LWDF and a champion shortleaf pine    Don Bragg
   Mar 19, 2006 11:33 PST 


I had planned to submit this trip report later, but in honor of the
upcoming Eastern Old-Growth Forest Conference, I decided to release
these results now.

I have recently completed a resurvey of the Levi Wilcoxon
Demonstration Forest (LWDF) just south of Hamburg in Ashley County,
AR. Some of you may recall that I presented some information on the
LWDF when I first joined, and at that time I promised to do a fuller
assessment using the sine method to meet ENTS standards. A lot of
water passed under the bridge since then, but I had an opportunity
to revisit this stand as a part of work...

The LWDF is located in the Upper West Gulf Coastal Plain of southern
Arkansas not far from the Mississippi Embayment (aka the "Delta").
The LWDF is located on a formation called the "Prairie Terrace", or
sediments deposited by an ancentral version of the major rivers
(including the Mississippi, Missouri, and Arkansas) that flowed in
this region at some point in the distant past. The low, rolling
hills are interspersed with flatter, Holocene period floodplains
of the many small streams that drain the area. A layer of loess
covers much of the area, although not nearly as deep as across the
Mississippi River. Another interesting feature of this landform
are the "pimple" or "prairie" mounds that dot the surface. These
low, circular mounds are though to have a natural (non-human) biotic
origin, but little about them is known.

The upland forests of the region are largely pine or some mix of
pine-oak-gum-hickory, and are relatively diverse. Loblolly pine is
the most dominant species, having been heavily planted and managed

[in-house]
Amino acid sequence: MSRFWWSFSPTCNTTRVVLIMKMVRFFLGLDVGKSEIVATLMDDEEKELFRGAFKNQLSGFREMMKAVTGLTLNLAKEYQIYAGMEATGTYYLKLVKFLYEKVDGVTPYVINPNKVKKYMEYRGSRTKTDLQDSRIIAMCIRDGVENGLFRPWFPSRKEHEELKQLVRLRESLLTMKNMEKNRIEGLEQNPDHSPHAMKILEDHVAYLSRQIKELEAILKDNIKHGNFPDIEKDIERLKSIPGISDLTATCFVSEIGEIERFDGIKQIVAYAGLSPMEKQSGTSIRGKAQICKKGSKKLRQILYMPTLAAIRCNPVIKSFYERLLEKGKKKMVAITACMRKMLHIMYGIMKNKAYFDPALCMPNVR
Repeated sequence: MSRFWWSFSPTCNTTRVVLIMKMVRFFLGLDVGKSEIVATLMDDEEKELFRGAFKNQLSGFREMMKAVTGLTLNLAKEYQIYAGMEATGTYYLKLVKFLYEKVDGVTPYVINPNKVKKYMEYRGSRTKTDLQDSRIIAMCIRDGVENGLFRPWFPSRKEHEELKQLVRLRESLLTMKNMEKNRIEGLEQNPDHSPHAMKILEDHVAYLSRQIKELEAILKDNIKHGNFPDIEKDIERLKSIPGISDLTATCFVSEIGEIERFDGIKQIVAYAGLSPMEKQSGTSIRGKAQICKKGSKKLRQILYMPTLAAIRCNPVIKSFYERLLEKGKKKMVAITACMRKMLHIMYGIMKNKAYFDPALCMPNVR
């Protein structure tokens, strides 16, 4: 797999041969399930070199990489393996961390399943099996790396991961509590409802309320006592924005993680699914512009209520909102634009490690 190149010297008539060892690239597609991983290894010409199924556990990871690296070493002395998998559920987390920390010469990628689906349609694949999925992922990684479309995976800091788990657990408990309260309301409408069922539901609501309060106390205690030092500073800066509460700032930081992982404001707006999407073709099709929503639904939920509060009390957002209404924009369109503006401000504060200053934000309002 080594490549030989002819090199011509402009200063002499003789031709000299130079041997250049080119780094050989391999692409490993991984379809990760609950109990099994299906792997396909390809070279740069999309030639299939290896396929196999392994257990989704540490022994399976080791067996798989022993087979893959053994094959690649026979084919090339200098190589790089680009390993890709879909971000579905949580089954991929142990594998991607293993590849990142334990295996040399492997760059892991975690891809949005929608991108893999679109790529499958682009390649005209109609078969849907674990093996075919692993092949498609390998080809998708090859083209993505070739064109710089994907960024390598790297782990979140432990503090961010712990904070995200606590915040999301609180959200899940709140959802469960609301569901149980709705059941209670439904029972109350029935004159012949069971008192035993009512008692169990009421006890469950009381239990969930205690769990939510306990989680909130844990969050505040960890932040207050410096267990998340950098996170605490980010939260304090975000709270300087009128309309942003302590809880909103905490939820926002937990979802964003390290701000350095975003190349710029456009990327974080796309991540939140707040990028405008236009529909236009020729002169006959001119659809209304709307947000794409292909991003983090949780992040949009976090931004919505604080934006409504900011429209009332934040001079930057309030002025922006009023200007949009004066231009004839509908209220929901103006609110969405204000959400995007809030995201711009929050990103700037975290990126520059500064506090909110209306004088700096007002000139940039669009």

for for decades. Shortleaf pine is common, although not in nearly
the quantities found in historical times. Various oak species are
found throughout the area, especially southern red oak, white oak,
post oak, water oak, and willow oak. Sweetgum and blackgum are
very common, as are numerous other hardwoods like elm, maple, and

The following individuals were measured with our Impulse 200LR. I
measured the sine and tangent heights at exactly the same points,
so this is further evidence of the value of the sine method. The
American Forests Bigness Index (AFBI) was calculated using their
averaged value for crown width (CW):

                  Circ    Sine    Tan     Avg    AF
SPP                ft      HT      HT      CW    BI
Loblolly pine     10.7    138.3   150.8   47.7   279
Loblolly pine     10.5    126.8   134.9   67.1   269
Loblolly pine     11.2    122.2   134.5   53.7   270
Loblolly pine     14.6    116.9   125.6   57.0   306
Loblolly pine     11.0    116.8   119.3   55.1   263
Post oak           8.4     99.7   106.7   42.5   211
Post oak           8.4     91.4   118.1   60.0   207
Shortleaf pine     9.4    136.1   137.6   49.8   261
Shortleaf pine     9.0    131.4   126.8   37.2   249
Shortleaf pine     7.7    129.6   131.3   37.4   232
Shortleaf pine     6.6    124.2   133.0   28.7   210
Shortleaf pine     8.6    121.1   119.7   45.4   236
Shortleaf pine     8.1    112.7   123.7   38.9   219
S. red oak        10.1    102.8   127.3   80.2   244
Sweetgum           7.9    120.7   127.4   50.0   227
Sweetgum           8.4     98.9    93.4   52.2   213
Water oak          7.4    102.3   106.7   36.8   200